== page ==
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Please help!! O chem question on Destroyer

Discussion in 'DAT Discussions' started by euphaire, Jul 30, 2011.

  1. euphaire

    euphaire Blank
    5+ Year Member

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    Hey all,
    I'm not sure about this two reactions in the picture I drew. they are part of the reaction mechanisms in question 77 and 78 in the destroyer.

    [​IMG]

    Can someone please tell me what's the name of this type of reaction so I can google it? I was thinking it's a E1 or E2. However, it can't be E2 because the base is not strong enough. It shouldn't be E1 either because E1 and Sn1 always compete and it's hard to make a reaction just do E1. So I'm really stuck and would like some help.
    In general, you have a halide, and you react it with RO-K+/ROH, what's the name of this reaction?

    Thanks :)
     
  2. radmazindds

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    These are elimination reactions. Both reagents in these reactions are likely to deprotonate. First off, they have a negative charge. Substitution is less likely here because these are BULKY bases. They don't want to go in anywhere they're not welcome so they take away instead.

    In the first reaction you have a Hoffmann elimination because the less substituted double bond is formed. In the second, it's a Saytzeff Elimination.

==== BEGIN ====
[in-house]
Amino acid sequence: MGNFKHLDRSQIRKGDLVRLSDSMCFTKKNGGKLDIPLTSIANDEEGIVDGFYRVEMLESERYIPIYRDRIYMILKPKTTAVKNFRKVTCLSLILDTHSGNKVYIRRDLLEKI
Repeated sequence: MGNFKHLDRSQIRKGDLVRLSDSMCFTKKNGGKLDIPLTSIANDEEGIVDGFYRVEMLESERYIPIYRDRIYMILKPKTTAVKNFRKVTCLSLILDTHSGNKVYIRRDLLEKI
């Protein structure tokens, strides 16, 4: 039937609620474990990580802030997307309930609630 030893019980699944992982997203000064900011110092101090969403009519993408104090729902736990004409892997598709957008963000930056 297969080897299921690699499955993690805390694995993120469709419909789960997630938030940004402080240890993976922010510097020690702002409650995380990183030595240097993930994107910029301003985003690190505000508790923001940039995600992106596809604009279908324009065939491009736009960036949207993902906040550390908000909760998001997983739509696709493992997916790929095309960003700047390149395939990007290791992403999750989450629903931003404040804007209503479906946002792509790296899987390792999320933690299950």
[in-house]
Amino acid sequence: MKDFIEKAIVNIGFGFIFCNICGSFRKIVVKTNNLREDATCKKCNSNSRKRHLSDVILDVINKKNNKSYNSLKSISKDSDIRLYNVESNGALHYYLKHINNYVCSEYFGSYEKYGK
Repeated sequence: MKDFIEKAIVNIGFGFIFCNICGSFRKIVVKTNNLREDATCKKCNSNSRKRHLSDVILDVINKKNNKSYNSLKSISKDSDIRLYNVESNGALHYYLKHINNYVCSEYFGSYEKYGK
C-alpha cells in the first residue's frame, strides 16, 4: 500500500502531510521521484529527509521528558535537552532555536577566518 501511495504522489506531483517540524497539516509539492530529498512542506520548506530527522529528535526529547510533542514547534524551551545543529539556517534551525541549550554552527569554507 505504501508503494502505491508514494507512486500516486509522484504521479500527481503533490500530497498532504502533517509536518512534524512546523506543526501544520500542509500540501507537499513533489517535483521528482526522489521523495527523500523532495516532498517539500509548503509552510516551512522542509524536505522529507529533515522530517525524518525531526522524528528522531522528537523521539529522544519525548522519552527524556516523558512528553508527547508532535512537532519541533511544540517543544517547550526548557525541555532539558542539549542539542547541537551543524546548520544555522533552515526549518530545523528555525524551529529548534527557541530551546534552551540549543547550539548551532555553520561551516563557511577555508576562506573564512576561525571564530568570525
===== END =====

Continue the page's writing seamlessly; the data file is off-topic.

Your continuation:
Saytzeff elimination is the rule for E1. E2 can form a bit of both. (Jones, 2010)

     
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  3. rmm30

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    The SN1, SN2, E1, and E2 family of rxns is a constant on the DAT. It's the one family of reactions you are GAURANTEED to see on exam day. You need to know : Which substrates, which conditions, which solvents (to some extent) etc etc will react via these mechanisms. It is absolutely necessary that you know these 4 COLD.

    I don't think the best way to go about learning them is google either, bc they are all interconnected to an extent.
    Most textbooks do a great job of describing these in a way that is easy to understand. If you don't like textbooks and don't have lots of time, I implore you to get CHads videos. He will teach you all you need to know about Substitution and Elimination.

    They're not hard rxns. You'll probably get the hang of them quickly but they are nuanced. And you need to be able to spot little subtleties such as why the first rxn and the second reaction you listed react differently.
     
  4. yappy

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    Both were E2 right?

    1.)Large bulky base, protic solvent; giving the antimark

    2.)Base with tert substrate but protic solvent.

    RO- is a strong base.
     
  5. PooyaH

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    Yes strong bulky bases always result in an E2. And the second one is also a strong base and results in an E2.
     

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